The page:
Leicester’s De Montfort University is set to get a brand new buzz this month, as part of its bid to make the campus greener.
The university will welcome two new hives full of bees this April, in an effort to improve biodiversity across the site.
The bees will be located at the back of Leicester Castle Business School, overlooking Castle Gardens where they can help pollinate the plants on the park and surrounding green areas.
The bees come as part of the universities commitment to the United Nation’s (UN) Sustainability Development Goals (SDGs) in particular SDG 15 ‘Life and Land’- the SDGs provide the framework the university uses to guide activity on campus to help the world become a more sustainable place.
Mark Charlton, DMU’s Associate Director of Sustainable Development Goal Impact said: “During COP26 we asked staff to submit ideas for new innovations in teaching, research, knowledge exchange and campus operations for improved sustainability and a long-term reduction in carbon outputs.
“One of those ideas was keeping bees on campus to improve biodiversity. The suggestion has great synergy with current efforts to green the campus and was something we felt we could immediately pursue.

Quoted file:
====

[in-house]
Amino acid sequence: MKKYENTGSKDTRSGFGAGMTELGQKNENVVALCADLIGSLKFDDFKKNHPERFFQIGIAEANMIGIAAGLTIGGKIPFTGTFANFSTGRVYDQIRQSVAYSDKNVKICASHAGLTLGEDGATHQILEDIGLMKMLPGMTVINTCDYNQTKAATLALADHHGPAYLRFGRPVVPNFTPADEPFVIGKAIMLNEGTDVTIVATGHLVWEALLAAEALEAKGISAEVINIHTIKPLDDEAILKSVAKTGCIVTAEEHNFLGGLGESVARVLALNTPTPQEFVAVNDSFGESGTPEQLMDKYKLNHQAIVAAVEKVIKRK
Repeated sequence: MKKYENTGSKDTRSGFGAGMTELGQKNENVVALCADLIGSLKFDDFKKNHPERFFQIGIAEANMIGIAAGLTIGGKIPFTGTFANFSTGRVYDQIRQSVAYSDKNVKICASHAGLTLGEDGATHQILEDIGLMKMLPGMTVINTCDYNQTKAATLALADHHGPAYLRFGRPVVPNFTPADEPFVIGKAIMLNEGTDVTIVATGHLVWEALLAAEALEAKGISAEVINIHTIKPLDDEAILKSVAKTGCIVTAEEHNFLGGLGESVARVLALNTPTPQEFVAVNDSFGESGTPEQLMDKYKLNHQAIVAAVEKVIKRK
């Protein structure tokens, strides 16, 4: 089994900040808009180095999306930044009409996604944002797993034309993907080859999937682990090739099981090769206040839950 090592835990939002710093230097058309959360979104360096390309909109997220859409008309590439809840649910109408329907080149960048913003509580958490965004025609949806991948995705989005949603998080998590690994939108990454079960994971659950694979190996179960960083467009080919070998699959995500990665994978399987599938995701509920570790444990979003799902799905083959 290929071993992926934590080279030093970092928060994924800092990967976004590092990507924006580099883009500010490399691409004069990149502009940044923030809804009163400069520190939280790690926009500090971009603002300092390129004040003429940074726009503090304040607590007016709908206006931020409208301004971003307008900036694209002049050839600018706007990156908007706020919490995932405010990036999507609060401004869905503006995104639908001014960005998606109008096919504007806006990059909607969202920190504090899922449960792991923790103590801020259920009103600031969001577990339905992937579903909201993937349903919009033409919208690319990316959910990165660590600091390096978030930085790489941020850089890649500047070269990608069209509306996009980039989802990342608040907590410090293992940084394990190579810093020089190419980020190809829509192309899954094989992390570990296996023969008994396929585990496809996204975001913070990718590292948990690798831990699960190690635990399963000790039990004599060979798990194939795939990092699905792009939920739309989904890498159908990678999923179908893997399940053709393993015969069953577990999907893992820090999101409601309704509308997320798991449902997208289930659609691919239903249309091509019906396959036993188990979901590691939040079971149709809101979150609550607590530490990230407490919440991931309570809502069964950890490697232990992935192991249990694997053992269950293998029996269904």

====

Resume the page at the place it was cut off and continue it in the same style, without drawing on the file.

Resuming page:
“We know reductions in global bee populations are a threat to pollination, which in turn risks biodiversity and affects food production globally.”
He added: “We have identified a safe location for the first hives with DMU Estates team, but to make this project a reality we need staff and students to come forward to train as beekeepers and volunteer to help care for the bees and the hives on campus.”
Being a city-based campus, the bees will also provide extra support in improving biodiversity by helping to pollinate green spaces across the city and local surrounding area as well as raising awareness to staff, students and the local community about the importance of protecting biodiversity and bees in particular.
Karl Letten, DMU Sustainability Manager said: “Even though the university is a city centre campus with limited green space there are still many steps that we can take to support biodiversity on campus and across the city.
“We have already implemented a number of great projects on campus and the introduction of beehives will continue that work.
“Bees and biodiversity in general has been declining for a number of years and any projects that helps to support biodiversity on campus whilst at the same time educating staff and students about this important issue will be a really positive step.”
As part of its new initiative, the university is looking for staff and students to volunteer to become trainee beekeepers and help create the very first DMU beekeeper’s community.
Anyone interested in volunteering, which includes full training from Leicestershire and Rutland Beekeepers Association (LRBKA), can contact firstname.lastname@example.org